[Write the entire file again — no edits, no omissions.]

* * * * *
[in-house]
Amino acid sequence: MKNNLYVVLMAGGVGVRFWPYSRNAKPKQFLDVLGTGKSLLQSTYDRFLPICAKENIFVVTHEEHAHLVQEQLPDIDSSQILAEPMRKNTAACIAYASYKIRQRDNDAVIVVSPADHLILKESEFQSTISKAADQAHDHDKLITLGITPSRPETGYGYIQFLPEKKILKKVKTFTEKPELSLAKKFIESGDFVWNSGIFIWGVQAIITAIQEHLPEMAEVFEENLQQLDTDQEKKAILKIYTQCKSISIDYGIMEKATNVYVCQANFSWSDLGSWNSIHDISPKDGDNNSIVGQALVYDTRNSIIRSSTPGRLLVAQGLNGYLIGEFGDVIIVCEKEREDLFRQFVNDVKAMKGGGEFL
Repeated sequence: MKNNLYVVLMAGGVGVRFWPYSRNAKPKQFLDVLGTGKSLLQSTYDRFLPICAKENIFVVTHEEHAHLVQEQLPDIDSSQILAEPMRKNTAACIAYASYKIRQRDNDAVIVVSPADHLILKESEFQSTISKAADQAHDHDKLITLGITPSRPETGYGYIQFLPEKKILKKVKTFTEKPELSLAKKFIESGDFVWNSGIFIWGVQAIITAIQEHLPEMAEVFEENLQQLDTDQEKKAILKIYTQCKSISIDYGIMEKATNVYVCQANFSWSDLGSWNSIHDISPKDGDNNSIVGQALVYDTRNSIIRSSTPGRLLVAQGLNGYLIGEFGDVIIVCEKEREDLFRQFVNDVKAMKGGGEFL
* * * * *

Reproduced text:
[in-house]
Amino acid sequence: MKNNLYVVLMAGGVGVRFWPYSRNAKPKQFLDVLGTGKSLLQSTYDRFLPICAKENIFVVTHEEHAHLVQEQLPDIDSSQILAEPMRKNTAACIAYASYKIRQRDNDAVIVVSPADHLILKESEFQSTISKAADQAHDHDKLITLGITPSRPETGYGYIQFLPEKKILKKVKTFTEKPELSLAKKFIESGDFVWNSGIFIWGVQAIITAIQEHLPEMAEVFEENLQQLDTDQEKKAILKIYTQCKSISIDYGIMEKATNVYVCQANFSWSDLGSWNSIHDISPKDGDNNSIVGQALVYDTRNSIIRSSTPGRLLVAQGLNGYLIGEFGDVIIVCEKEREDLFRQFVNDVKAMKGGGEFL
Repeated sequence: MKNNLYVVLMAGGVGVRFWPYSRNAKPKQFLDVLGTGKSLLQSTYDRFLPICAKENIFVVTHEEHAHLVQEQLPDIDSSQILAEPMRKNTAACIAYASYKIRQRDNDAVIVVSPADHLILKESEFQSTISKAADQAHDHDKLITLGITPSRPETGYGYIQFLPEKKILKKVKTFTEKPELSLAKKFIESGDFVWNSGIFIWGVQAIITAIQEHLPEMAEVFEENLQQLDTDQEKKAILKIYTQCKSISIDYGIMEKATNVYVCQANFSWSDLGSWNSIHDISPKDGDNNSIVGQALVYDTRNSIIRSSTPGRLLVAQGLNGYLIGEFGDVIIVCEKEREDLFRQFVNDVKAMKGGGEFL